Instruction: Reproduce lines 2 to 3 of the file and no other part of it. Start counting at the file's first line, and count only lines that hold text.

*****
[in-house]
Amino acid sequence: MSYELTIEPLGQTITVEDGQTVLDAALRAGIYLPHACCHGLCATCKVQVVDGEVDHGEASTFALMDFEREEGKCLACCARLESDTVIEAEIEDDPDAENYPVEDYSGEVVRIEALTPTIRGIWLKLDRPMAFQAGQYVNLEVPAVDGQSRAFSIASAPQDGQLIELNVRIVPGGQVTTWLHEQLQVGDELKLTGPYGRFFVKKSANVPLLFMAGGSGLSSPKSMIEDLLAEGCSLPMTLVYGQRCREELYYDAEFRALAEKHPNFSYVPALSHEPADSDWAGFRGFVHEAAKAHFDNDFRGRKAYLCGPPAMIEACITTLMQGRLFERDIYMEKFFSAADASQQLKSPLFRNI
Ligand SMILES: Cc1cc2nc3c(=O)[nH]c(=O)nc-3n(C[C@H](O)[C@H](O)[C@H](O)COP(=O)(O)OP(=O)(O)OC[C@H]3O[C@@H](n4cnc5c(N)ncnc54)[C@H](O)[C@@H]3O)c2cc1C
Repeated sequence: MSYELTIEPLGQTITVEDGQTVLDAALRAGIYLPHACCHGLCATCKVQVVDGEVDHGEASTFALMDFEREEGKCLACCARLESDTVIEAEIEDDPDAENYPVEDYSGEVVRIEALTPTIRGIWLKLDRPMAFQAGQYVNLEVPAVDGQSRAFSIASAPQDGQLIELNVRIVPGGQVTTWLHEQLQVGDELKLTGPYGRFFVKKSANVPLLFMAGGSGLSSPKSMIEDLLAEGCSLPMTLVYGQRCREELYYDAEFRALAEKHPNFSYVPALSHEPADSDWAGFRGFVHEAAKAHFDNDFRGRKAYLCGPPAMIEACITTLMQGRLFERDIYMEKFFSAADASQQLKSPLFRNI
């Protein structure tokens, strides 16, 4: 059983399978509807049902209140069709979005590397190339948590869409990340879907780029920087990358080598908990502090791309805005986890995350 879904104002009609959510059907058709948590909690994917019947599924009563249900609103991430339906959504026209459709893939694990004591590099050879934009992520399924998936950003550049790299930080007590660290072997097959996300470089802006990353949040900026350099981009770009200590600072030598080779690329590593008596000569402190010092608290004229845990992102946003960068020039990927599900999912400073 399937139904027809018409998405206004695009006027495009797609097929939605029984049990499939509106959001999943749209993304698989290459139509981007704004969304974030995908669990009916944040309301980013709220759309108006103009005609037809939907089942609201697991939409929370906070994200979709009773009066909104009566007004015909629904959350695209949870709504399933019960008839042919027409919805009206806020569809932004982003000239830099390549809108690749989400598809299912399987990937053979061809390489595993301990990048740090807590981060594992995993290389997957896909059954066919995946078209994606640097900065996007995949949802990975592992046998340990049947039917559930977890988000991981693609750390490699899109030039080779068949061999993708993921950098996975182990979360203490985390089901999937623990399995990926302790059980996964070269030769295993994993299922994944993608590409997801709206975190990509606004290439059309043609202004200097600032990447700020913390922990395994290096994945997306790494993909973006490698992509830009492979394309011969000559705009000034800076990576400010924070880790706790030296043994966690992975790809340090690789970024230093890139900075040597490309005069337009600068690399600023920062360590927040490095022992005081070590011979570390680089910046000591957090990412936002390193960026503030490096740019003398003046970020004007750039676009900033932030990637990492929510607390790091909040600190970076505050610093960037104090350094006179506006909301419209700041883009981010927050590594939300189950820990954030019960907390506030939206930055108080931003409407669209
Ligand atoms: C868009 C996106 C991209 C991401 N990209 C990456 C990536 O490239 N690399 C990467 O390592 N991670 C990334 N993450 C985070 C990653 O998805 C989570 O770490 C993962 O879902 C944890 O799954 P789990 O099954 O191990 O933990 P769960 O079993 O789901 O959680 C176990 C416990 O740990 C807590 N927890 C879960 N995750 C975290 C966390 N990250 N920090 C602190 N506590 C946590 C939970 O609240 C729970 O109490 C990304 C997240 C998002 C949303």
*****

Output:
Amino acid sequence: MSYELTIEPLGQTITVEDGQTVLDAALRAGIYLPHACCHGLCATCKVQVVDGEVDHGEASTFALMDFEREEGKCLACCARLESDTVIEAEIEDDPDAENYPVEDYSGEVVRIEALTPTIRGIWLKLDRPMAFQAGQYVNLEVPAVDGQSRAFSIASAPQDGQLIELNVRIVPGGQVTTWLHEQLQVGDELKLTGPYGRFFVKKSANVPLLFMAGGSGLSSPKSMIEDLLAEGCSLPMTLVYGQRCREELYYDAEFRALAEKHPNFSYVPALSHEPADSDWAGFRGFVHEAAKAHFDNDFRGRKAYLCGPPAMIEACITTLMQGRLFERDIYMEKFFSAADASQQLKSPLFRNI
Ligand SMILES: Cc1cc2nc3c(=O)[nH]c(=O)nc-3n(C[C@H](O)[C@H](O)[C@H](O)COP(=O)(O)OP(=O)(O)OC[C@H]3O[C@@H](n4cnc5c(N)ncnc54)[C@H](O)[C@@H]3O)c2cc1C